No other book of the New Testament has attracted as much attention from commentators as the Fourth Gospel. It has stirred minds, hearts, and imaginations from Christianity's earliest days. In The Gospel of John, Francis Moloney unfolds the identifiable "point of view" of this unique Gospel narrative and offers readers, heirs to its rich and widely varied interpretative traditions, relevance for their lives today.
The Gospel of John's significance for Christianity has been obvious from the time of Irenaeus. It was also fundamental in the emergence of Christian theology, especially in the trinitarian and christological debates that produced the great ecumenical Councils, from Nicaea to Chalcedon.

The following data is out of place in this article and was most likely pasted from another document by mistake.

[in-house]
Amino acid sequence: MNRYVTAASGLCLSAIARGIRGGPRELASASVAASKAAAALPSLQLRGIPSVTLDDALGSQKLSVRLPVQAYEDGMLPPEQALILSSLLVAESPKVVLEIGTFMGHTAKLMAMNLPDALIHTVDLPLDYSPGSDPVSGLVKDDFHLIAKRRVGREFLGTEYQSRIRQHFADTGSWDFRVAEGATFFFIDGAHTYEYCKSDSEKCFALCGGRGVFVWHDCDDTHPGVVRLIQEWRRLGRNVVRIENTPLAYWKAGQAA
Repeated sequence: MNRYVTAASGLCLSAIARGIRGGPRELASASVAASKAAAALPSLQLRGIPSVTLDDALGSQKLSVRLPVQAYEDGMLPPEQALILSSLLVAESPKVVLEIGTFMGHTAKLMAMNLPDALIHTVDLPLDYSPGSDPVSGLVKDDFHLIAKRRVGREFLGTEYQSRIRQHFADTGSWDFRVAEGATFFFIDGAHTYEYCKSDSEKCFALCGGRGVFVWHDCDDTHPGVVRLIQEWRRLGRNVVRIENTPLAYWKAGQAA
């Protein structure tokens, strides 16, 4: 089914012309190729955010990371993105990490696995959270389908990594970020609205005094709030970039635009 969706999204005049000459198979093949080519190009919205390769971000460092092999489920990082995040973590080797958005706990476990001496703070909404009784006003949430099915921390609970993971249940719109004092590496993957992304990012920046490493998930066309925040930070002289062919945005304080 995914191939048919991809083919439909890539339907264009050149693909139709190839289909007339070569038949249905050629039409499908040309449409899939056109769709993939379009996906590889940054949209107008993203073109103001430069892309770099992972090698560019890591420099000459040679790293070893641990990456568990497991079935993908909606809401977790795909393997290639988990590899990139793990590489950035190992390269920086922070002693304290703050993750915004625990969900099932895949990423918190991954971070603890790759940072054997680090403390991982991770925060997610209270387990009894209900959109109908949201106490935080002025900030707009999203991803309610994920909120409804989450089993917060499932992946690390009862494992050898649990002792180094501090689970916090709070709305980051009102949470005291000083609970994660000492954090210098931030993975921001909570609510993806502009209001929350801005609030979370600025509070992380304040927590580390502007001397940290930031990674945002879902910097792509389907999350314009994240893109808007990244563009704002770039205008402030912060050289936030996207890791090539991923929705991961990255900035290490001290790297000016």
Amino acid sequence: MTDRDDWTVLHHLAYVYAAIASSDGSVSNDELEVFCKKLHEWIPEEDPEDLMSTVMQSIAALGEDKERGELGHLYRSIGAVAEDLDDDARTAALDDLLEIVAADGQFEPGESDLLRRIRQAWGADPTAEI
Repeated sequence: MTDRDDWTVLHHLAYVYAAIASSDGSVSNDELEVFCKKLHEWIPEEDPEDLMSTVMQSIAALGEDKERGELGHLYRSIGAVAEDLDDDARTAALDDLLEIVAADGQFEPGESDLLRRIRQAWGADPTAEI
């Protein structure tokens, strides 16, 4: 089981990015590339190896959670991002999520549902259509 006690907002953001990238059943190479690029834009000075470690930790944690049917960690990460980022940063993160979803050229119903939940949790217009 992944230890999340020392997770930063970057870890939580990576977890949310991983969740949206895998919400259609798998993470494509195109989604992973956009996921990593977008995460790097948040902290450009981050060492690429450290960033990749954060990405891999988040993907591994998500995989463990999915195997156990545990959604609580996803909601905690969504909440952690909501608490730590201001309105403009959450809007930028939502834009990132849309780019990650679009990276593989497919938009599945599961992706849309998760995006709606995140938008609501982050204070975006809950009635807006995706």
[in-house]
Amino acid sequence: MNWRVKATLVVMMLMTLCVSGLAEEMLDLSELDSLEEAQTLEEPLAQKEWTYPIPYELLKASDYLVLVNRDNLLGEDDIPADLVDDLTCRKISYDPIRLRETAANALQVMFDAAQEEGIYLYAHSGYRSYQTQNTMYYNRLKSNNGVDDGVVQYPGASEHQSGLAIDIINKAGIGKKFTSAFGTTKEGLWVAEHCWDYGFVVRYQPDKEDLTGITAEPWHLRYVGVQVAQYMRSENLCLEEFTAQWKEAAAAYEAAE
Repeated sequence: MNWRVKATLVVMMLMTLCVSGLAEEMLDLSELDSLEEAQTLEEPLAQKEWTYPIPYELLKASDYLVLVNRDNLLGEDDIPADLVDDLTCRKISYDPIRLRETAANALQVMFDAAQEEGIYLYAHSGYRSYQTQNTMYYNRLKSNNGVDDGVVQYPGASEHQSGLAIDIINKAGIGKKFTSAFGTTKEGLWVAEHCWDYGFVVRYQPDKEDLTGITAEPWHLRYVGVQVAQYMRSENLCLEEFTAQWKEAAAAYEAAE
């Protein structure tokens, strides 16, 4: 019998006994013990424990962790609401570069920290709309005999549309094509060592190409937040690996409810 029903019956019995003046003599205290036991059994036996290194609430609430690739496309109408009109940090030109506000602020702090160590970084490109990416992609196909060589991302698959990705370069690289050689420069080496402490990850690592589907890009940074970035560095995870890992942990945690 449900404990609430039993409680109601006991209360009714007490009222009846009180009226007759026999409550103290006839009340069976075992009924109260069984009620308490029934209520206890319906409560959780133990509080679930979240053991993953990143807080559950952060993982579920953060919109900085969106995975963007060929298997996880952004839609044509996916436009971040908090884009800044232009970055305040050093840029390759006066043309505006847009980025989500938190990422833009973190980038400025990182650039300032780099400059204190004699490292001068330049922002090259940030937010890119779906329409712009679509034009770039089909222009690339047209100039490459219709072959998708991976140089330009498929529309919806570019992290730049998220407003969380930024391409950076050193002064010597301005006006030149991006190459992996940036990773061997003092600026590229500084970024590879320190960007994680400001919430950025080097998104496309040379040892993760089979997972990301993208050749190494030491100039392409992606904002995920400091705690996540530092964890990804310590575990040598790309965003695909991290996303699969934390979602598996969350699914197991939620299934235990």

What sets this commentary on the Fourth Gospel apart from others is Moloney's particular attention to the narrative design of the Gospel story. He traces the impact the Johannine form of the Jesus story has made on readers and explicates the way in which the author has told the story of Jesus. Through this he demonstrates how the Gospel story articulates a coherent theology, christology, and ecclesiology.